In a prospective, multi-institutional and blinded trial, Salom et al (2012) examined if the MiCK apoptosis assay could predict the best therapy for patients with ovarian cancer. The MiCK assay was performed in 104 evaluable ovarian cancer patients treated with chemotherapy. The assay was performed prior to therapy, but treating physicians were not told of the results and selected treatment only on clinical criteria. Outcomes (response, time to relapse, and survival) were compared to the drug-induced apoptosis observed in the assay. Overall survival in primary therapy, chemotherapy naïve patients with stage III or IV disease was longer if patients received a chemotherapy that was best in the MiCK assay, compared to shorter survival in patients who received a chemotherapy that was not the best (p < 0.01, hazard ratio HR 0.23). Multi-variate model risk ratio showed use of the best chemotherapy in the MiCK assay was the strongest predictor of overall survival (p < 0.01) in stage III or IV patients. Standard therapy with carboplatin plus paclitaxel (C + P) was not the best chemotherapy in the MiCK assay in 44 % of patients. If patients received C + P and it was the best chemotherapy in the MiCK assay, they had longer survival than those patients receiving C + P when it was not the best chemotherapy in the assay (p = 0.03). Relapse-free interval in primary therapy patients was longer if patients received the best chemotherapy from the MiCK assay (p = 0.03, HR 0.52). Response rates (CR + PR) were higher if physicians used an active chemotherapy based on the MiCK assay (p = 0.03). The authors concluded that the MiCK apoptosis assay can predict the chemotherapy associated with better outcomes in ovarian cancer patients. They stated that this study quantified outcome benefits on which a prospective, randomized trial can be developed.
Strickland et al (2013) examined if the level of drug-induced apoptosis (chemosensitivity) demonstrated by the MiCK assay significantly predicted outcomes after standard AML induction therapy. A total of 109 patients with untreated AML had blood and/or bone marrow aspirate samples analyzed for anthracycline-induced apoptosis using the MiCK assay. The amount of apoptosis observed over 48 hrs was determined and expressed as KU of apoptosis. Complete remission (CR) was significantly higher (72 %) in patients with high idarubicin-induced apoptosis greater than 3 KU compared to patients with apoptosis less than or equal to 3 KU (p = 0.01). Multi-variate analysis showed the only significant variables to be idarubicin-induced apoptosis and karyotype. Median overall survival of patients with idarubicin-induced apoptosis greater than 3 KU was 16.1 months compared to 4.5 months in patients with apoptosis less than or equal to 3 KU (p = 0.004). Multi-variate analysis showed the only significant variable to be idarubicin-induced apoptosis. The authors concluded that chemotherapy-induced apoptosis measured by the MiCK assay demonstrated significant correlation with outcomes and appeared predictive of complete remission and overall survival for patients receiving standard induction chemotherapy.
There is currently insufficient evidence that the use of the MiCK apoptosis assay improves survival of cancer patients. Well-designed studies are needed to ascertain clinical value of the MiCK apoptosis assay.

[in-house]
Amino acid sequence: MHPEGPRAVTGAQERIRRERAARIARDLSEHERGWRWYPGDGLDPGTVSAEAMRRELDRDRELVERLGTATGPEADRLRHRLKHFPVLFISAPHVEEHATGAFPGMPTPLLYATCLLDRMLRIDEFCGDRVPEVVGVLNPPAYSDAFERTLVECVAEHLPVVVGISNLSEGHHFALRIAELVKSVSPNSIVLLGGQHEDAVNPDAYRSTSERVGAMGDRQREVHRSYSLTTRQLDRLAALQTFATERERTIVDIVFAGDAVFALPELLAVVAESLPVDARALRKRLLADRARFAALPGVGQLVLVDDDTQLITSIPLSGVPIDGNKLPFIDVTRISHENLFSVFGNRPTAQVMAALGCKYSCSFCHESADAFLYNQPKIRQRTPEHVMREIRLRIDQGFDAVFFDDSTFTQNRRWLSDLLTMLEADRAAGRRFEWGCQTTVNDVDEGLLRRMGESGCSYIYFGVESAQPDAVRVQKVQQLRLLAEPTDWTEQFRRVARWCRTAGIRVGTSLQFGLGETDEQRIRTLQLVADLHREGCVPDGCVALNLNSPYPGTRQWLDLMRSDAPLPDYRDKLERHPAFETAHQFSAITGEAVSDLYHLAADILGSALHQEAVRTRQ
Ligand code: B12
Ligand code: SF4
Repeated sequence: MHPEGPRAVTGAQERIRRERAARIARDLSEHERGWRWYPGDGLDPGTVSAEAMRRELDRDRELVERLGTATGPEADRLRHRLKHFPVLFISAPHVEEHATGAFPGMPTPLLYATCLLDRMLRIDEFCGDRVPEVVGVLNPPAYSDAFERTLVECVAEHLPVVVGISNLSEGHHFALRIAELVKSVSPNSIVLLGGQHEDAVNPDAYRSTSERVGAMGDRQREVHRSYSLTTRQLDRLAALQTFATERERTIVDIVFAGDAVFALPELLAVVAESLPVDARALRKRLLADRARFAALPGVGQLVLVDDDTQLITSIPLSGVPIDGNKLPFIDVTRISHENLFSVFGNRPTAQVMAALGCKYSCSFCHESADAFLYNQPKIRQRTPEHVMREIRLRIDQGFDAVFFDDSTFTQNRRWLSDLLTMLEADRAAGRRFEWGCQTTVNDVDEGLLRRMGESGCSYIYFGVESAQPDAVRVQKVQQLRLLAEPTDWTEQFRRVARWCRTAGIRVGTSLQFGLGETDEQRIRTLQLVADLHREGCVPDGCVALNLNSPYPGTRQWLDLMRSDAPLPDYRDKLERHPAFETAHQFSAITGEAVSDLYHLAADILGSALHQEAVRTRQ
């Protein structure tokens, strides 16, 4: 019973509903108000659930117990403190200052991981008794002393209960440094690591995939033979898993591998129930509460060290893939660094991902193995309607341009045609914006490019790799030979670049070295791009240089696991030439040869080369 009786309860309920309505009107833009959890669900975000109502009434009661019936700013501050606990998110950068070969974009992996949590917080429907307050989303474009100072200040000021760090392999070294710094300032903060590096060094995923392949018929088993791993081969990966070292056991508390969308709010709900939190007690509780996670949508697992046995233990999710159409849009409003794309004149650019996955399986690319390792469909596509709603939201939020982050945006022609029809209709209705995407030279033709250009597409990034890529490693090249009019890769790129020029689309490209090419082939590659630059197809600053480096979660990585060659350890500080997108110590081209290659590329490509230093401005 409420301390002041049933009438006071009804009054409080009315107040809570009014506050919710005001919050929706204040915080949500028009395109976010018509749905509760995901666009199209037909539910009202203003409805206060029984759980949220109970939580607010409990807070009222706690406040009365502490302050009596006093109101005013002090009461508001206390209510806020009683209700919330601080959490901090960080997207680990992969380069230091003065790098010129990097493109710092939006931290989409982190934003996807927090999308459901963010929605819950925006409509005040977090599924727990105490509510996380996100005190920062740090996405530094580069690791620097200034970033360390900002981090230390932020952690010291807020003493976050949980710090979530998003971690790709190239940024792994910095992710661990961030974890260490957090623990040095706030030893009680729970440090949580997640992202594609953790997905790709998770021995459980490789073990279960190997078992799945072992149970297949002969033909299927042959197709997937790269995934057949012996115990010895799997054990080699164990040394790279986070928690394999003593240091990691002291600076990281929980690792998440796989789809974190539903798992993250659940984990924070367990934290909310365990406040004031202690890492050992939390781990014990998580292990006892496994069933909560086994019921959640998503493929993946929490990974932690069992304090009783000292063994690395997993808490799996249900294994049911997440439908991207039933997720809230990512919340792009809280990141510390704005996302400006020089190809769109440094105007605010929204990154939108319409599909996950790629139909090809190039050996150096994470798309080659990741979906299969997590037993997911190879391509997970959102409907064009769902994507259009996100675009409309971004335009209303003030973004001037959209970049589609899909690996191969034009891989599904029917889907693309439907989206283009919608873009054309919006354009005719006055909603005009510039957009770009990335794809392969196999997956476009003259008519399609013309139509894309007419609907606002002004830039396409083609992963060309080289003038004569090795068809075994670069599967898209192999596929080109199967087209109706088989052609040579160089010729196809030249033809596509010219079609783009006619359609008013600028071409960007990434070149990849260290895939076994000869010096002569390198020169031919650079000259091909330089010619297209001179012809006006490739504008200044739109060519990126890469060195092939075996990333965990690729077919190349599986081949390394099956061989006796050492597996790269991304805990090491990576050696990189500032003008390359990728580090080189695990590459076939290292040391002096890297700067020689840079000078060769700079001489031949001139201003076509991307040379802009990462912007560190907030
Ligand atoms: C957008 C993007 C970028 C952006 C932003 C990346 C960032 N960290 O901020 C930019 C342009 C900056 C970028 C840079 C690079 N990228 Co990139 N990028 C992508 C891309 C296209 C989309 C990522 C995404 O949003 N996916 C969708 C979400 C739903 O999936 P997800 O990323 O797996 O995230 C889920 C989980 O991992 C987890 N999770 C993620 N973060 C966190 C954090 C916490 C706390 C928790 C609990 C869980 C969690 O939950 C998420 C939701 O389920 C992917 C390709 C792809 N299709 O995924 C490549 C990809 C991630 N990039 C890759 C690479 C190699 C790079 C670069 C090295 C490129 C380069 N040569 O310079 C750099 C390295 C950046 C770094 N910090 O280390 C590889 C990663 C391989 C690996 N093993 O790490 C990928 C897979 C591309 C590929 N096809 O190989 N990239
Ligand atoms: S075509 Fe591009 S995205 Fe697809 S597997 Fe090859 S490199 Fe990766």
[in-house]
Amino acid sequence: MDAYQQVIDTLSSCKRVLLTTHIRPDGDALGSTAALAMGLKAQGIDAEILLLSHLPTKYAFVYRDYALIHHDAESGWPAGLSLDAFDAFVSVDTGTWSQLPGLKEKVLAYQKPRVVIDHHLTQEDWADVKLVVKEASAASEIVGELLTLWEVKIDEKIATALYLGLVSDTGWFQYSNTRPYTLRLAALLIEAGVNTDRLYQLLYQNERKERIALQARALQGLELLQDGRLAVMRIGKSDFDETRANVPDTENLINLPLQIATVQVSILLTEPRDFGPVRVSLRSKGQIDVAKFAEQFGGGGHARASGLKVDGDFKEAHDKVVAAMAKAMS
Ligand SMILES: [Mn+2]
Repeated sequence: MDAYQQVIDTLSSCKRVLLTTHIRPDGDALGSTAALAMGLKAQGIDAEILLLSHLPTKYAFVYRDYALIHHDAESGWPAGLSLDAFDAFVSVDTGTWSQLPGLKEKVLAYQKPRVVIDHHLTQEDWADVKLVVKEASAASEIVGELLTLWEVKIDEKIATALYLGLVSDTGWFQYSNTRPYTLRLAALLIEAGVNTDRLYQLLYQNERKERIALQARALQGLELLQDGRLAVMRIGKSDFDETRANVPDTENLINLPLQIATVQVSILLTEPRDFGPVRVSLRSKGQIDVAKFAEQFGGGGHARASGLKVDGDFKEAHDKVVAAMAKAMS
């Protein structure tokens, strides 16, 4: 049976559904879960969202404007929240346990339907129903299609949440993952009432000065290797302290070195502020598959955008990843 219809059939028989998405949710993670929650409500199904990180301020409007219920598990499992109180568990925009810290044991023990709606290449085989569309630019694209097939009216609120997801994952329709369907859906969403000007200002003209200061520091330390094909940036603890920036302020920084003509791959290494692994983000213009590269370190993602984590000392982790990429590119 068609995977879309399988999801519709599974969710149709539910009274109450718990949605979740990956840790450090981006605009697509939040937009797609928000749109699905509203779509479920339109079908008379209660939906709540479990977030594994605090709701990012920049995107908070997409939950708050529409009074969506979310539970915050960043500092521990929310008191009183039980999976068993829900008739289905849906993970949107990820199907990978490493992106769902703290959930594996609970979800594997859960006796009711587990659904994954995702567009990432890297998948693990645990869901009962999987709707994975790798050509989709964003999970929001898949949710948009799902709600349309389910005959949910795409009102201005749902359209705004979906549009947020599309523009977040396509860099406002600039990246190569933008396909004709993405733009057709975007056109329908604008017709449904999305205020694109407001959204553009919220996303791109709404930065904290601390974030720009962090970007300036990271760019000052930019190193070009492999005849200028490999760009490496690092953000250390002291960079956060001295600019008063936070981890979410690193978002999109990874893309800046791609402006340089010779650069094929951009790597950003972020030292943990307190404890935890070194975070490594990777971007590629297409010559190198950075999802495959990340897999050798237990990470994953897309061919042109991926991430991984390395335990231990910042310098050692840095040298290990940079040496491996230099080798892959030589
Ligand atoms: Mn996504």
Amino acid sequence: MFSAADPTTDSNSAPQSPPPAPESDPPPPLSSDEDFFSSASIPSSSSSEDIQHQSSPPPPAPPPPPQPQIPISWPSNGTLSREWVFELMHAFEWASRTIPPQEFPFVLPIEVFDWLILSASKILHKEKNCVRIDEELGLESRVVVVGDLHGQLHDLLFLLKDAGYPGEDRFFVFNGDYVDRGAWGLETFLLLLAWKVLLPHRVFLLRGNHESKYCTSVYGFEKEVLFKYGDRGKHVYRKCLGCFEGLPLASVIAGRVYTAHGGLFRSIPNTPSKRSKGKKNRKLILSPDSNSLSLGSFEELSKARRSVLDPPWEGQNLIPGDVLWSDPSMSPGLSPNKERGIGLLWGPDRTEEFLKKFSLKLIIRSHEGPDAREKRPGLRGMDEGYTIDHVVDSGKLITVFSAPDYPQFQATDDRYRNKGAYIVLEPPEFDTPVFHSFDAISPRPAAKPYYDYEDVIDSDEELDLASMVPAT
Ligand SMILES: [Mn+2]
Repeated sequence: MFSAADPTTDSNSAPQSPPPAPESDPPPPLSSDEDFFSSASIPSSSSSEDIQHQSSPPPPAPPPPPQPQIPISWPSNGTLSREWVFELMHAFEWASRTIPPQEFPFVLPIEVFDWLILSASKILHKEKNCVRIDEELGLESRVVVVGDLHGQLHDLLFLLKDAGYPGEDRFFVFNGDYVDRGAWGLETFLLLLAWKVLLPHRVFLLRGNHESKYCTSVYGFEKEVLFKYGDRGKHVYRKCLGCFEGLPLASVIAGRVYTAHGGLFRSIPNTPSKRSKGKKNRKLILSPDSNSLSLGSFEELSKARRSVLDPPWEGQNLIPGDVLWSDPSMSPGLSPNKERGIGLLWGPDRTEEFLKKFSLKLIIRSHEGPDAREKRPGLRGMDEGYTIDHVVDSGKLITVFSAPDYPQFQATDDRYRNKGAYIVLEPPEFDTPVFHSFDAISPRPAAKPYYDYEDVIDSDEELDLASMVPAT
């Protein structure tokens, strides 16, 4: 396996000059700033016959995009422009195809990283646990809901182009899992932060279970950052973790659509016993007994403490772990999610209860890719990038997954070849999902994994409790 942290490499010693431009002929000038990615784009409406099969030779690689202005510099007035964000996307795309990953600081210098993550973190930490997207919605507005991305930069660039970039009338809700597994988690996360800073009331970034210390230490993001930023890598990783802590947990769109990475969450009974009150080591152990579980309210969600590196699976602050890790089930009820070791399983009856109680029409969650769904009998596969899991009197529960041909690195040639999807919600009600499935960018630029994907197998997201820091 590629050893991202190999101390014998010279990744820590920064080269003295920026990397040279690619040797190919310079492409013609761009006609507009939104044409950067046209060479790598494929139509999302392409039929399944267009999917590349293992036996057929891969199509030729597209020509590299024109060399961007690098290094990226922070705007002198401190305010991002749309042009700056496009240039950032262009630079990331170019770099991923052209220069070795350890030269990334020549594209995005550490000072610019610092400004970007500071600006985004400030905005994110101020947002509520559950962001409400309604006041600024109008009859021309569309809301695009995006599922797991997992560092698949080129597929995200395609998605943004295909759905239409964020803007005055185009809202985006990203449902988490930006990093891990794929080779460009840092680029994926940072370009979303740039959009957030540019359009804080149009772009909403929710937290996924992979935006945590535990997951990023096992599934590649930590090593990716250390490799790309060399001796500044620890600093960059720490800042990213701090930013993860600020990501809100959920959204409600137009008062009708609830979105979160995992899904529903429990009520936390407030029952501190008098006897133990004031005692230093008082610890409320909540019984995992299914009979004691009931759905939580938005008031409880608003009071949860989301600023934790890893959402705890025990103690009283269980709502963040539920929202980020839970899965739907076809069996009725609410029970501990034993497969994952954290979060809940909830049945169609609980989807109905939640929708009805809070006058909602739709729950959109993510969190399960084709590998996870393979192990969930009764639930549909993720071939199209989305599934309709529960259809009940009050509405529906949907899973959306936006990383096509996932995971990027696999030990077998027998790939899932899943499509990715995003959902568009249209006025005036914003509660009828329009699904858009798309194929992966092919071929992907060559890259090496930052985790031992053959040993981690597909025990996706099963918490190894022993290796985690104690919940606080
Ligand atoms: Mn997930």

Bellamy (1992) stated that cancer chemotherapy has witnessed a great deal of progress since the introduction of the nitrogen mustards in the 1940s. Unfortunately, individual patients with apparently identical tumor histologies do not always respond identically to the same drug regimen. Determining the sensitivity and resistance of an organism before treatment has been the standard of care in infectious diseases for many years, while in oncology treatment has been initiated according to tumor histology rather than the tumor's sensitivity to a given agent. Attempts to individualize therapy have been the goal of oncologists since the 1950s. Since that time a number of in-vitro assays have been developed to predict therapeutic outcome prior to the start of therapy. In the 1970s, with the introduction of the human tumor stem cell assay, it was generally believed that oncology was on the threshold of entering an era of predictive in-vitro chemosensitivity testing. Unfortunately, this assay was shown to have a number of technical drawbacks including the low plating efficiencies of many primary tumor samples, which thus limited the percentage that can be evaluated, leaving clinicians still at this threshold today. Several recent developments, such as the Kern assay, which measures inhibition of radioactive precursors into tumor cells in the presence of antineoplastic agents, ATP bioluminescence assays, and the fluorescent Cytoprint assay offer the promise of rapid and sensitive results. Other assays, such as the tetrazolium-based MTT and the sulphorhodamine blue assay appear to hold more promise in the screening and evaluation of potential new agents in established tumor cell lines than for evaluating chemosensitivity of clinical specimens. However, before a particular assay can be considered as an in-vitro test of chemosensitivity or resistance, controlled prospective studies must be carried out to validate the assay in a number of different tumor types.